Fledgling state takes shape in the east
A SEPARATE, free Libya is starting to take shape in the east of the country, where large sections of the army have defected to the rebels and the anti-government demonstrators have begun to form an independent government.
As Colonel Muammar Gaddafi's forces regrouped in Tripoli, 1,000 miles to the east, in Tobruk, the local army commander announced that he and his men were with anti-regime protesters.
A fledgling local government was holding its first meeting yesterday in the town of al-Bayda, west of Tobruk, and mob justice was starting to be replaced by the framework of a criminal system.
Mustafa Mohamed Abdel-Jalil, the newly appointed Justice Minister in the east, who recently defected from the Gaddafi government, was due to pass judgment on about 100 captured pro-Gaddafi troops, both Libyans and African mercenaries.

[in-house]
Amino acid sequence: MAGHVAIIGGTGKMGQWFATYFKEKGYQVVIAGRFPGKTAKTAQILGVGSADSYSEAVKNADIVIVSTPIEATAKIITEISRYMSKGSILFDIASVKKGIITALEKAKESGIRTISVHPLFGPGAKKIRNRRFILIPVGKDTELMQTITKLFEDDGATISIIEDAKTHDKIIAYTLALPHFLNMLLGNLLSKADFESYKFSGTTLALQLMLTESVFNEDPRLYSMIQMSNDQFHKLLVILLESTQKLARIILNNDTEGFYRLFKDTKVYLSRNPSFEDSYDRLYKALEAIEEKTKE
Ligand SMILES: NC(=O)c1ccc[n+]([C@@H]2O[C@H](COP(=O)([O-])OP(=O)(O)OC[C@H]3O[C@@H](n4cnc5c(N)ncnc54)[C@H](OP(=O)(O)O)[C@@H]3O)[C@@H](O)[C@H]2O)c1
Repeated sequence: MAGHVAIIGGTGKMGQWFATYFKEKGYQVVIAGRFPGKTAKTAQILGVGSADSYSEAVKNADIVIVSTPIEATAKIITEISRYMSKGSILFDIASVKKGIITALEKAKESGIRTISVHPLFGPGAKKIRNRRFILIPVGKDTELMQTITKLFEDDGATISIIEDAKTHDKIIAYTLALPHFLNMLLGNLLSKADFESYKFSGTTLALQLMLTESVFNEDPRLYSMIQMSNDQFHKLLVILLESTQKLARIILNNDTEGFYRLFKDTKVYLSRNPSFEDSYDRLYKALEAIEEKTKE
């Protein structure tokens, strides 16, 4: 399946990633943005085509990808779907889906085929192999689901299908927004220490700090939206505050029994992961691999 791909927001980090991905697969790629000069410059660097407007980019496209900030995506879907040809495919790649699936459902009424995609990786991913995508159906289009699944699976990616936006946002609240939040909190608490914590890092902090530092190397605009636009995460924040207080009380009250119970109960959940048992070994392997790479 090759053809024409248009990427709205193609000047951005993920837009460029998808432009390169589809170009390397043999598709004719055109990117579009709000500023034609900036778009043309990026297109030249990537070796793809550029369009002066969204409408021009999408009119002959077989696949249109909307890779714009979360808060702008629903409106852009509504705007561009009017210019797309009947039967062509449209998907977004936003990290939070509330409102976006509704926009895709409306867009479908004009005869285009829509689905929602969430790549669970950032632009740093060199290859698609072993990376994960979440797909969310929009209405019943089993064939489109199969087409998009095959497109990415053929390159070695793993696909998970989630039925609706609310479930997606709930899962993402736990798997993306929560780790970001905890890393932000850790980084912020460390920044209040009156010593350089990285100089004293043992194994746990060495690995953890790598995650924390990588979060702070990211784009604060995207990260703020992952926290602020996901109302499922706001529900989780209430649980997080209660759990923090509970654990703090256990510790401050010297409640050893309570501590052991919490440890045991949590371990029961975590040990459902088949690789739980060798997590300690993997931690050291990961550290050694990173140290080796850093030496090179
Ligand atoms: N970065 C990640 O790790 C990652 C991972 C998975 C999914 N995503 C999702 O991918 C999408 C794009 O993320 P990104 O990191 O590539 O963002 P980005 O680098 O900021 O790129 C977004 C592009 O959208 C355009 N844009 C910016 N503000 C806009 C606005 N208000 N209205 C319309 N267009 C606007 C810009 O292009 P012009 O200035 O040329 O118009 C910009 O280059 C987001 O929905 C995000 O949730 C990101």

The Khamis Brigade, one of the regime's special forces units which had slaughtered civilians in the town days earlier, made its last stand at the local airport. Local youths had called for the men to be executed, but the new authorities said they would not face the death penalty.
The fact that at least some judicial system was taking hold spoke of increasing stability after days of vendettas and horrifying revenge meted out by infuriated crowds.
In Benghazi residents said calm had largely been restored after heavy bloodshed at the weekend, when pro-Gaddafi forces were reported to have burnt soldiers who refused to fire on protesters.
The crew of a Libyan air force jet baled out after refusing orders to bomb the rebel city and left their aircraft to crash in the desert, according to the Libyan newspaper 'Quryna'. In Tobruk, Major General Suleiman Mahmoud, the local army commander, told al-Jazeera that Col Gaddafi was "a tyrant" and that "the people in the army are steadfast" in the city. On the city streets, demonstrators held banners declaring "Free Libya".